New Zealand has just become one of more than 50 countries to record cases of monkeypox in an outbreak that took off two months ago.
But experts stress that we shouldn't worry.
New Zealand's first recorded case of monkeypox – a recently-returned Aucklander aged in their 30s who's now isolating at home – hardly came as a surprise to health experts.
Its arrival was inevitable
Since a cluster of the viral disease was confirmed in the UK back in May, the outbreak has grown to more than 8000 cases and spread to 57 countries as far-flung as Venezuela, Iceland, Latvia and South Korea.
Once we reached that many cases in the world, and Australia was recording 20 of them, we were always going to see it in New Zealand ... I don't think there was any ever question of that," Otago University epidemiologist Professor Michael Baker said.
Monkeypox, which was first observed in humans back in the 1970s, in a 9-year-old boy in Congo, is known to come in two main forms.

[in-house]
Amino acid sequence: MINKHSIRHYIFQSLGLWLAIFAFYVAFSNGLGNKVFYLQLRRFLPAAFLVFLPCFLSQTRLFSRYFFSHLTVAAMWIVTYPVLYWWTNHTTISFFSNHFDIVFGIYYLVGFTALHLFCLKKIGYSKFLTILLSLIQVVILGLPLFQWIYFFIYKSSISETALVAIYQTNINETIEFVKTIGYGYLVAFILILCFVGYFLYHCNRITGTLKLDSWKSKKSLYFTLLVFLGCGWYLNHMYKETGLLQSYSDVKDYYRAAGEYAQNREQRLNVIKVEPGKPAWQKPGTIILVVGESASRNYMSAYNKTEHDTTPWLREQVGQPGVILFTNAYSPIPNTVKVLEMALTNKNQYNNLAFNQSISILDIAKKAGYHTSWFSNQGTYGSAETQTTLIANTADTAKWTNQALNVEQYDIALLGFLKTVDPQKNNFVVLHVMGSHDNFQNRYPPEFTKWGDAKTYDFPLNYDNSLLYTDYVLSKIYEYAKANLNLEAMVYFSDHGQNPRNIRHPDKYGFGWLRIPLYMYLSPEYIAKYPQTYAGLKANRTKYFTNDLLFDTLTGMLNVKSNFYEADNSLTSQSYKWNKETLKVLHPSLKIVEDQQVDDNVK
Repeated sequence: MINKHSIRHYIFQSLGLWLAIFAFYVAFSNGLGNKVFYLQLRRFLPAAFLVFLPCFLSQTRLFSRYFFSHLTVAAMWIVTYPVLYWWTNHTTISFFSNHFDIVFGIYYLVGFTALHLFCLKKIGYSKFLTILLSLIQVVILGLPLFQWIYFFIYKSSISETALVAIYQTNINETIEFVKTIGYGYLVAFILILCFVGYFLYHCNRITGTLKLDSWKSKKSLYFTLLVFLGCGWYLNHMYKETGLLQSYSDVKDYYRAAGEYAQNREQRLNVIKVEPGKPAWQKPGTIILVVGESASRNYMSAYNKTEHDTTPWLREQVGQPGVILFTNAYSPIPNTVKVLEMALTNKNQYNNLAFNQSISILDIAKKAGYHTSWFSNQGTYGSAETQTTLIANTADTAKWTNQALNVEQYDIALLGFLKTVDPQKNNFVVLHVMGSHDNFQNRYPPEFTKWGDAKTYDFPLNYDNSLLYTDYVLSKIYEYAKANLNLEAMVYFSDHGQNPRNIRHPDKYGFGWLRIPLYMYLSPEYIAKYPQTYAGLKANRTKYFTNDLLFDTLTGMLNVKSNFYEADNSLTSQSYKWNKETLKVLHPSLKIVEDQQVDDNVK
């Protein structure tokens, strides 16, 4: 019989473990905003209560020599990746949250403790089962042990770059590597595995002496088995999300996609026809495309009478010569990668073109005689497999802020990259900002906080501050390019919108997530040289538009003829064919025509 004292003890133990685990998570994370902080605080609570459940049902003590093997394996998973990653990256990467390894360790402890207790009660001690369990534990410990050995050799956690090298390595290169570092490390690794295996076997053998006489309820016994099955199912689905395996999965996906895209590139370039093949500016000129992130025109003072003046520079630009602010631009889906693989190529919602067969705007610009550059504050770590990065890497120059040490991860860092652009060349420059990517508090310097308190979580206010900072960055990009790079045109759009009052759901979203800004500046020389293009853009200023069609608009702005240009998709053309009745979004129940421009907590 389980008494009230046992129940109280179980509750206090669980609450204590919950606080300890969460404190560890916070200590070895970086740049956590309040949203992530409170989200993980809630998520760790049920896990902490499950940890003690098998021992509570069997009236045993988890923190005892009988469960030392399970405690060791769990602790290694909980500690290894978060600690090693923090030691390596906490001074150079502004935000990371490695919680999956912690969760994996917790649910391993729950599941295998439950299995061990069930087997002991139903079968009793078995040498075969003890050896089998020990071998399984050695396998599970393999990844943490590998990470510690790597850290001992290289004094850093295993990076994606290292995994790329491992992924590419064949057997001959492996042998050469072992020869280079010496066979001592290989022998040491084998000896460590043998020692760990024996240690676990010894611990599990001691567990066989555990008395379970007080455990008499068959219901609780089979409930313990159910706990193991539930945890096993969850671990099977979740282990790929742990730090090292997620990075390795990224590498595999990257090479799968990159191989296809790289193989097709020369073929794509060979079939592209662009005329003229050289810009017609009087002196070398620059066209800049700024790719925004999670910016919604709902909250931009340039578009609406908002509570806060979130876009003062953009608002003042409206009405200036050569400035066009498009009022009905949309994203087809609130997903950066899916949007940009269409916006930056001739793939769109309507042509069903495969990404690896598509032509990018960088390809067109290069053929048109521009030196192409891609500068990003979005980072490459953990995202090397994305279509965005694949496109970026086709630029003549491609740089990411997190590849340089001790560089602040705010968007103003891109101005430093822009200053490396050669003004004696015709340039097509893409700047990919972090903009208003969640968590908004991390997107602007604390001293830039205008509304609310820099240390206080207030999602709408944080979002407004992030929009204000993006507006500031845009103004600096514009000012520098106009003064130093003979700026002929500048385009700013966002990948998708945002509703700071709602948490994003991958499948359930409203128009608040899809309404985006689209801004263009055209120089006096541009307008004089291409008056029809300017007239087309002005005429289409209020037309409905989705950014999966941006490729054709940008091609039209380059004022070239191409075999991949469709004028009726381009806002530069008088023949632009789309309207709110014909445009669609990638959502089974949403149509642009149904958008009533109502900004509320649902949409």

Your risk is very low
There's a deadlier type that comes with a fatality rate of about 10 per cent, and another, less severe type that kills only about 1 per cent of those it infects.
While severe cases could occur, it was currently considered a self-limiting disease, with flu-like symptoms such as fever, along with rashes, lasting from two to four weeks.
It's very different to Covid-19
Monkeypox's public risk stood all the more smaller in comparision to Covid -19
As its name implies, monkeypox is a pox virus and part of the same, diverse family of oval-shaped viruses that includes the notorious smallpox.
Since smallpox was globally eradicated just over four decades ago – it remains the only human disease we've managed to wipe out from nature - monkeypox has become the most common cause of pox infections.
Sex may be a factor in spread
Monkeypox had not previously been documented to have spread through sex, but it could be transmitted through close contact with infected people's body fluids and clothing.
Fortunately, the world does have effective vaccines available for monkeypox: the second and third-generation smallpox vaccines, both of which are "live virus" vaccines using the vaccinia virus.
"Monkeypox and Covid-19 are different diseases and spread through somewhat different pathways,
But at a personal level, personal hygiene measures and protection with masks are super important for both diseases, especially as Covid-19 cases will continue to rise," Canterbury University epidemiologist Associate Professor